Australia international joins Saudi Pro League club

Rhys Williams celebrates scoring for Melbourne Victory in the Melbourne Victory celebrates with teammates after scoring a goal against Ulsan Hyundai during their AFC Champions League. (AFP)
Updated 12 July 2018
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Australia international joins Saudi Pro League club

  • 14-cap defender joins Al-Qadsiah
  • 'We thank him for his contribution and wish him all the best,' says former coach

LONDON: Saudi Pro League side Al-Qadsiah have pulled off something of a transfer coup by signing Australia international defender Rhys Williams.
Melbourne Victory were very keen to hang on to the 29-year-old, who has been capped 14 times by the Socceroos, but Al-Qadsiah have managed to get him out of the last year of his contract and lure him to the Kingdom. Al-Qadsiah are reported to have paid Melbourne Victory €400,000 ($466,000) for his services.


"We are obviously extremely disappointed to lose a player of Rhys' quality," Melbourne coach Kevin Muscat said. "We'd planned for Rhys to be here for at least another season, but in the end we honoured the agreement we made when he first joined the club, so we thank him for his contribution and wish him all the best.
"While it's frustrating when things like this happen, we will continue adding quality players to the squad ahead of the new season."
Griffiths started his career in England, playing for Middlesbrough, Burnley and Charlton before moving to Australia two years ago, where he played for Perth Glory and Melbourne Victory.
Named in the A-League team of the year, he will be expected to help shore up a Al-Qadsiah defence that conceded 41 goals in 26 league games last season, meaning they flirted with relegation for much of the campaign before finishing one point and one place above safety.

Griffiths will hope to last longer in the Kingdom than countryman and former Melbourne teammate Mark Milligan. The national team midfielder joined Al-Ahli in January but his contract was terminated last week


Why Juventus could prove to be Cristiano Ronaldo’s toughest, most rewarding challenge yet

Updated 20 July 2018
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Why Juventus could prove to be Cristiano Ronaldo’s toughest, most rewarding challenge yet

  • Portuguese superstar has moved to Italian giants in deal worth nearly $120 million
  • Ronaldo scored 450 goals in 438 games for Real Madrid

LONDON: Love him or loathe him, you have to admire Cristiano Ronaldo’s character.
At a time of life when lesser mortals are lured by big paychecks to the likes of Qatar or China, the mercurial Madeiran has opted for what will be his biggest challenge yet at Juventus.
His career over the last decade has been played out under the cloud of the never-ending debate — “Ronaldo or Messi; who is better?”
Thankfully, that circus was quietened somewhat at the recent World Cup. Some flashes of pure brilliance aside, neither player made a big enough impact to lead their respective teams to glory and Messi’s wait for an international trophy goes on.
And, while both players are undeniably in a league of their own, the fact Ronaldo does have a European Championship title under his belt will always tip the argument toward the Portuguese — especially for those who measure greatness in statistics and trophies.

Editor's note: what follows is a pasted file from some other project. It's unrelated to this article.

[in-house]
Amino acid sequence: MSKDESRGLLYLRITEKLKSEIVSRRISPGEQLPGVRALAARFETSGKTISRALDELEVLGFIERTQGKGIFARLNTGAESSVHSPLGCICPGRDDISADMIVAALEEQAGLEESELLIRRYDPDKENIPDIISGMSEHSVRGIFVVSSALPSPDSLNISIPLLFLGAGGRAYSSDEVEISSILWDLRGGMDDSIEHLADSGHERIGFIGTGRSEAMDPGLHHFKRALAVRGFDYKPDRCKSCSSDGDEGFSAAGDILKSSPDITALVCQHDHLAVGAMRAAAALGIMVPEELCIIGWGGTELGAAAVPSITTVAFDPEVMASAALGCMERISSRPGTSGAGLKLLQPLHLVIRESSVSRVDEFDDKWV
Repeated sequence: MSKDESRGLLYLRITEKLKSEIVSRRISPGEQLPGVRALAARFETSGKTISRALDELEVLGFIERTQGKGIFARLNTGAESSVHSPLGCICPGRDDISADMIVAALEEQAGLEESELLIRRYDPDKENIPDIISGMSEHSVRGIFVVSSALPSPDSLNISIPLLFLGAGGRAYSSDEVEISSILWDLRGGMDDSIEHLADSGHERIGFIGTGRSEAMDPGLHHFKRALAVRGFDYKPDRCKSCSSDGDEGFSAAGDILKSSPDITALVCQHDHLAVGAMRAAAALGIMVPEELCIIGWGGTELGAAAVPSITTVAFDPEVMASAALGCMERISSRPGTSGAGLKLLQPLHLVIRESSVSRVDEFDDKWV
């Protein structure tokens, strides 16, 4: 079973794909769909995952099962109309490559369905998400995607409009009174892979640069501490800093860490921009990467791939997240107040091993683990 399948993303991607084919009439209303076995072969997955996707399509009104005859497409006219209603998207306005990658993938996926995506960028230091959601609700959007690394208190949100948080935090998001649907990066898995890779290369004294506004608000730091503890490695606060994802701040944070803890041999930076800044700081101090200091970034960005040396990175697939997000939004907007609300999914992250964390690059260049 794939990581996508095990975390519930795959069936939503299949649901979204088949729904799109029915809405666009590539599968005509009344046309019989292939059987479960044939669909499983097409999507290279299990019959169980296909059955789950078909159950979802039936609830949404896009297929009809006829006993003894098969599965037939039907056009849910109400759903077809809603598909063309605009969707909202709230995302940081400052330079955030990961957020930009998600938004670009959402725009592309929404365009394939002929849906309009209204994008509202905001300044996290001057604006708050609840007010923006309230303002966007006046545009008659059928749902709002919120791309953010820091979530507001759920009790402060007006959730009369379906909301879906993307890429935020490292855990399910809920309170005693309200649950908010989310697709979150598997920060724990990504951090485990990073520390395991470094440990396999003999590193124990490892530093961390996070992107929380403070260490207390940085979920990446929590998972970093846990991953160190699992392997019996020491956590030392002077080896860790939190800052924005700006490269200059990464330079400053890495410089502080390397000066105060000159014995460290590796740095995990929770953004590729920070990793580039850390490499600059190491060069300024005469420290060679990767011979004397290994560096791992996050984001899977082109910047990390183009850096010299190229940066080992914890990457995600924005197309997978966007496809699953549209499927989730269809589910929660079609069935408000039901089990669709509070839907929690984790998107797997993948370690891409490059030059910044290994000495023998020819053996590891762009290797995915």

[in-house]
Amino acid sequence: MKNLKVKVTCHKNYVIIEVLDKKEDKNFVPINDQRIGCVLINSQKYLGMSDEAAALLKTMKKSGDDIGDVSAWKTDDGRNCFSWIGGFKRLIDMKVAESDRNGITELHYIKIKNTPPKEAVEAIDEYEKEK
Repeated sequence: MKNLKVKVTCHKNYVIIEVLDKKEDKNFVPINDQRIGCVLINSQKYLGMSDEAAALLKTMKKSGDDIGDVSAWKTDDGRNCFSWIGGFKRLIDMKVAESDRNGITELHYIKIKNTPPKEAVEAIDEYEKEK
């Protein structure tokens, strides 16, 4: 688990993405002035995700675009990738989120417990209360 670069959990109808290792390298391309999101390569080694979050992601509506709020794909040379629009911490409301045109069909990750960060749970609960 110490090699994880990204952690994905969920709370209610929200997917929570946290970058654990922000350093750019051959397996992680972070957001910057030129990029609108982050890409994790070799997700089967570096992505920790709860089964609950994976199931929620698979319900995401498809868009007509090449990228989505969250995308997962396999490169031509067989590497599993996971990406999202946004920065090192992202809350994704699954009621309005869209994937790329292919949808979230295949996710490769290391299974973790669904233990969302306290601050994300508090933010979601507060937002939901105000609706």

In fairness, Ronaldo’s statistics are mind-boggling. His stint at Manchester United, where he cut his teeth and started to show his potential as a great of the game, was instrumental in the club winning three Premier League titles and their third European crown. His staggering 450 goals in 438 games for Real Madrid saw him become the Spanish giant’s record goalscorer on his way to winning everything under the sun.
But the Premier League and La Liga are leagues in which attacking footballers flourish. With the dawning of wall-to-wall TV coverage, they have both been transformed to entertain the billions of people who tune in every week — and in this day and age, goalscoring superstars win you fans, not defenses.
The art of defending has all-but disappeared and the culture of building a spine through a team has slowly but surely been eroded away. Nobody wants to watch an engrossing, absorbing, end-to-end goalless draw anymore — it is all about 6-5 thrillers.
But not so in Italy.
Serie A, for all its scandals and fall from grace since its heady days of the 1990s, is still an extremely difficult league to win. It is a league in which fans and managers place great emphasis on defending, on building teams from back-to-front (not the other way around) and on the mentality of “you cannot lose if you don’t concede.”
Granted, Juventus have walked Serie A for the past seven seasons; it is to be expected from one of the richest clubs in the world. But rarely have they won it at a canter. Never once have they scored anywhere near 100 goals in a season to win it — unlike Manchester City in last season’s Premier League, or Barcelona and Real Madrid almost every season in the same period.
And not once has Serie A’s top-goalscorer reached the dizzying heights Ronaldo (and Messi) hit in La Liga season after season, nor has it always been a Juventus player claiming the golden boot.
This all points to a monumental challenge for Ronaldo. On paper, he should not find it as easy to score goals in Serie A and with the marked improvement of Napoli, Roma and Lazio recently, nor will it be an easy ride for Juventus to claim an eighth scudetto in a row this year.
So, while Messi prefers to stay in one country and within his comfort zone of the defense-shy Spanish league, if a 30-something Ronaldo succeeds in Italy — or, better yet, guides Juventus to the European glory the fans crave so much — it would be his most remarkable achievement yet.
And it would put the tiresome debate over who is the greatest ever to bed, once and for all.
No contest.